Every college wants to know who its peers are. Discussions about the peer group often bog down in confusion around the peer / aspirant distinction. One way to address the question is by listing some factors (endowment, faculty salaries, board scores, etc.) all could agree on. We are “like” those institutions if we are close to them on a reasonable statistical measure of closeness.
I looked at 383 institutions from the U.S. that could be broadly considered similar under a definition provided by IPEDS. I gathered data for all 383 on full time enrollment, endowment per student, net tuition revenue per student, the six year graduation rate, faculty salaries, tuition and fees, retention, the student to faculty ratio and ACT 25th and 75th percentile measures. I then constructed what economists call a “gravity” model, measuring distance from Wittenberg on those 10 factors for each of the other 382.
Here are the top 22 on the closeness measure:
|Lake Forest College **|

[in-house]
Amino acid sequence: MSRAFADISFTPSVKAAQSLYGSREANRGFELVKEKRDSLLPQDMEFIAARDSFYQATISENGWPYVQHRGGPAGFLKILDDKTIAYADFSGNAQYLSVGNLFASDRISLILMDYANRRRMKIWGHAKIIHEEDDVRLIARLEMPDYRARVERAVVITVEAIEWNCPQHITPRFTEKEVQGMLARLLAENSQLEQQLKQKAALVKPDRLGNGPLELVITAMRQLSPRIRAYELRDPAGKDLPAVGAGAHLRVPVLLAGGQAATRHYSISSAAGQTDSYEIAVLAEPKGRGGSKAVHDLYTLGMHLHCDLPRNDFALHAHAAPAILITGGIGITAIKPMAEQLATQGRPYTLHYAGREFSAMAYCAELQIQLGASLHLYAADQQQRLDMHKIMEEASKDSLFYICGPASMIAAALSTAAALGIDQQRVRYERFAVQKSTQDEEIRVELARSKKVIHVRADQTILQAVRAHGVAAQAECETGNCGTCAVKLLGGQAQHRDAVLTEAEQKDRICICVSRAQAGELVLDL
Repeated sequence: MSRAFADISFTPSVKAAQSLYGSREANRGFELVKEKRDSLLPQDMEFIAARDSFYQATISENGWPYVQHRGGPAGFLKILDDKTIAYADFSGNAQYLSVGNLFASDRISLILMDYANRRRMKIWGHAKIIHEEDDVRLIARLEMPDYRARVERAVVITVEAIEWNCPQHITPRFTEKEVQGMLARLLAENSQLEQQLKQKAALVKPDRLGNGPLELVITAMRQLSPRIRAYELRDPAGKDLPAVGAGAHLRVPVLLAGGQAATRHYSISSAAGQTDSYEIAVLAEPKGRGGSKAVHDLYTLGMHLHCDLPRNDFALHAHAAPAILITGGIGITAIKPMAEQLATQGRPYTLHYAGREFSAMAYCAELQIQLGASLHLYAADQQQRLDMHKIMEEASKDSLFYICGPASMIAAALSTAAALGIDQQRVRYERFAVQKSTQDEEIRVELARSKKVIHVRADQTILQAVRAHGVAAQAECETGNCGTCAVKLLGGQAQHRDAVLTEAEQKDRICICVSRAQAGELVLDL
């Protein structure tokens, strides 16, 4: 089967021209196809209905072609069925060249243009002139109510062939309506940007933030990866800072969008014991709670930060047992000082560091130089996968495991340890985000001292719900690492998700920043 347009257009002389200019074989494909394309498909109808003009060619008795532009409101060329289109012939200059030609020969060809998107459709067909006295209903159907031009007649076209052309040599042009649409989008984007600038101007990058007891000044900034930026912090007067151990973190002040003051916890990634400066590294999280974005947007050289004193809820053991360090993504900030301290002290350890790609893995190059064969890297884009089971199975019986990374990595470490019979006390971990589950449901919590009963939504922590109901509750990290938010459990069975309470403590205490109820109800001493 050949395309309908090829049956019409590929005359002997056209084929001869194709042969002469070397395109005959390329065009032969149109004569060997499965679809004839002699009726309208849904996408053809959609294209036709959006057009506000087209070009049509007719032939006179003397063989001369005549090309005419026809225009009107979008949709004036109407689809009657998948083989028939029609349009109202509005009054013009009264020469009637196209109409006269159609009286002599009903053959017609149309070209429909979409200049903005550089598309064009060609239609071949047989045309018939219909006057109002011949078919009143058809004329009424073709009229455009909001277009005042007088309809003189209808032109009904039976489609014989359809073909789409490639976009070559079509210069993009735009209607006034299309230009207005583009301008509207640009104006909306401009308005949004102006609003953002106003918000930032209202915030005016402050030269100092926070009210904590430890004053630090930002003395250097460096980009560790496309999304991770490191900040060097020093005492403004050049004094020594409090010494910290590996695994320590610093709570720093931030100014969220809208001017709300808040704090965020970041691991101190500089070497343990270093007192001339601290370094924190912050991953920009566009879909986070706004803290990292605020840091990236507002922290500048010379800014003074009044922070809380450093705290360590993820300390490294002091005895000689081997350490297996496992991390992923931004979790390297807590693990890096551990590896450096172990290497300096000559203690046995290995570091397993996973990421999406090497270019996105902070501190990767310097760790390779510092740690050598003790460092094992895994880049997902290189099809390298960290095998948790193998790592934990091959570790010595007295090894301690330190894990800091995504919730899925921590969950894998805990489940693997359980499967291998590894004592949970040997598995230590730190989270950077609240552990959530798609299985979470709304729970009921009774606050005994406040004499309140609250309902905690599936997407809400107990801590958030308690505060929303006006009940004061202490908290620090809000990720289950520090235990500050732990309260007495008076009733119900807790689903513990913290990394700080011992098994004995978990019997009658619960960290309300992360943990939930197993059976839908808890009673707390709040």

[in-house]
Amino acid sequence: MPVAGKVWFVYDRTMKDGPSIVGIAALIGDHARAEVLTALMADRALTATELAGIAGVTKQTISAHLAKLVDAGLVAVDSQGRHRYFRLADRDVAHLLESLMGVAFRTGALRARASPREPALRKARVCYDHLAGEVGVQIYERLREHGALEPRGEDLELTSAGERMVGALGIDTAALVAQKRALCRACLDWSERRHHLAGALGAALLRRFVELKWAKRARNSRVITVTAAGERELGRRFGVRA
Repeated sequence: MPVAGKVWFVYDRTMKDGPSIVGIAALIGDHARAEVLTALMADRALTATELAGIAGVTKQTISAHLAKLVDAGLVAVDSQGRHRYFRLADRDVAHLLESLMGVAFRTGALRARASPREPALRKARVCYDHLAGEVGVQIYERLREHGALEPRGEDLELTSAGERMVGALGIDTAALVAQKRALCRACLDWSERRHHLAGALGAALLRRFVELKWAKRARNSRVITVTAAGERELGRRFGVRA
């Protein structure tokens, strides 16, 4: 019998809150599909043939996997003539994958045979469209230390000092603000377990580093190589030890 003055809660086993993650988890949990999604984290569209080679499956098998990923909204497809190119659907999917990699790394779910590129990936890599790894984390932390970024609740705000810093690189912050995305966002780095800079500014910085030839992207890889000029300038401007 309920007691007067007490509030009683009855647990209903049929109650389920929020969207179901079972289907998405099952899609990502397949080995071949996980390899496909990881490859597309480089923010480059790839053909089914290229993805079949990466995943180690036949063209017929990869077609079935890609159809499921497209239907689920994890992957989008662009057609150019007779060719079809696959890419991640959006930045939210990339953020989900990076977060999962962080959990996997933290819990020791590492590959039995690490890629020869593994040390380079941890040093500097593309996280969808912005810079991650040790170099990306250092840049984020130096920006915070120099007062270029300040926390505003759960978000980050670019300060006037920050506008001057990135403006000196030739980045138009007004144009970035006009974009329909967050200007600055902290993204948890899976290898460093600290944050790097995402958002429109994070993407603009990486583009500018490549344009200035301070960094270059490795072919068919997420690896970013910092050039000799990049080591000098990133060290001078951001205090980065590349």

|Roanoke College **|
|Juniata College **|
|Knox College **|
|Birmingham Southern College **|
|Washington & Jefferson College **|
|Saint Anselm College|
|Ohio Wesleyan University **|
|Susquehanna University **|
|Luther College **|
|Mount St. Mary’s University|
|Hiram College **|
|Saint Johns University|
|Marietta College **|
|Allegheny College **|
The highlighting (**) represents my musing…. I had never heard of McDaniel College (my apologies to our friends out there). The others not highlighted seem to be outside our geographic area.
So If I were the peer group czar, I would choose our peer group by picking the first 12 colleges on the list that pass the laugh test. A general approach would be to start at the top and uses a consensus method. Lake Forest (most like us on the gravity measure) is either in or out by consensus vote…. etc.
Who is at the bottom of the list, using the above described model? (These schools are apparently not like us.)
|Claremont McKenna College|
|Cooper Union for the Advancement of Science and Art|
How would you pick an aspirant group, using this method? Drop down to say, the 100th position on the list, slice off the next 25 or so names, remove those who are unlike us because they are “lesser” institutions, and pick the dozen or so who you would really like to be.
Perhaps a different list of factors, or unequal weighting of the 10 factors used would generate a different peer list. But the bloodless approach I have described here removes the impressionistic factors often used to construct peer lists.